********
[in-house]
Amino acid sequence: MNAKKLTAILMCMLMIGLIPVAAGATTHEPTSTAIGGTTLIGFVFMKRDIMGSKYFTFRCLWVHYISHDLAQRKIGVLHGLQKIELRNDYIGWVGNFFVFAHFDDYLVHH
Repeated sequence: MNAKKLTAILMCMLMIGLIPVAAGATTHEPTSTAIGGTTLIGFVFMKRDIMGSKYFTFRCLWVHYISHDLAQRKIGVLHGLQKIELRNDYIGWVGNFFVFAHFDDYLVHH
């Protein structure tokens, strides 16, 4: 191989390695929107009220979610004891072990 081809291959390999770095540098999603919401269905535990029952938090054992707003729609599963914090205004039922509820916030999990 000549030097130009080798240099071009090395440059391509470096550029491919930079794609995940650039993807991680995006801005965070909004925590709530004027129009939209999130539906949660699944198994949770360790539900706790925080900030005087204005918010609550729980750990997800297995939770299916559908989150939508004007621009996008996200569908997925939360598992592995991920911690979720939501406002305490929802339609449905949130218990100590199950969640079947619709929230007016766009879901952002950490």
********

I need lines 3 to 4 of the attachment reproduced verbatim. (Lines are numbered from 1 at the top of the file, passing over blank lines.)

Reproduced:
Repeated sequence: MNAKKLTAILMCMLMIGLIPVAAGATTHEPTSTAIGGTTLIGFVFMKRDIMGSKYFTFRCLWVHYISHDLAQRKIGVLHGLQKIELRNDYIGWVGNFFVFAHFDDYLVHH
């Protein structure tokens, strides 16, 4: 191989390695929107009220979610004891072990 081809291959390999770095540098999603919401269905535990029952938090054992707003729609599963914090205004039922509820916030999990 000549030097130009080798240099071009090395440059391509470096550029491919930079794609995940650039993807991680995006801005965070909004925590709530004027129009939209999130539906949660699944198994949770360790539900706790925080900030005087204005918010609550729980750990997800297995939770299916559908989150939508004007621009996008996200569908997925939360598992592995991920911690979720939501406002305490929802339609449905949130218990100590199950969640079947619709929230007016766009879901952002950490």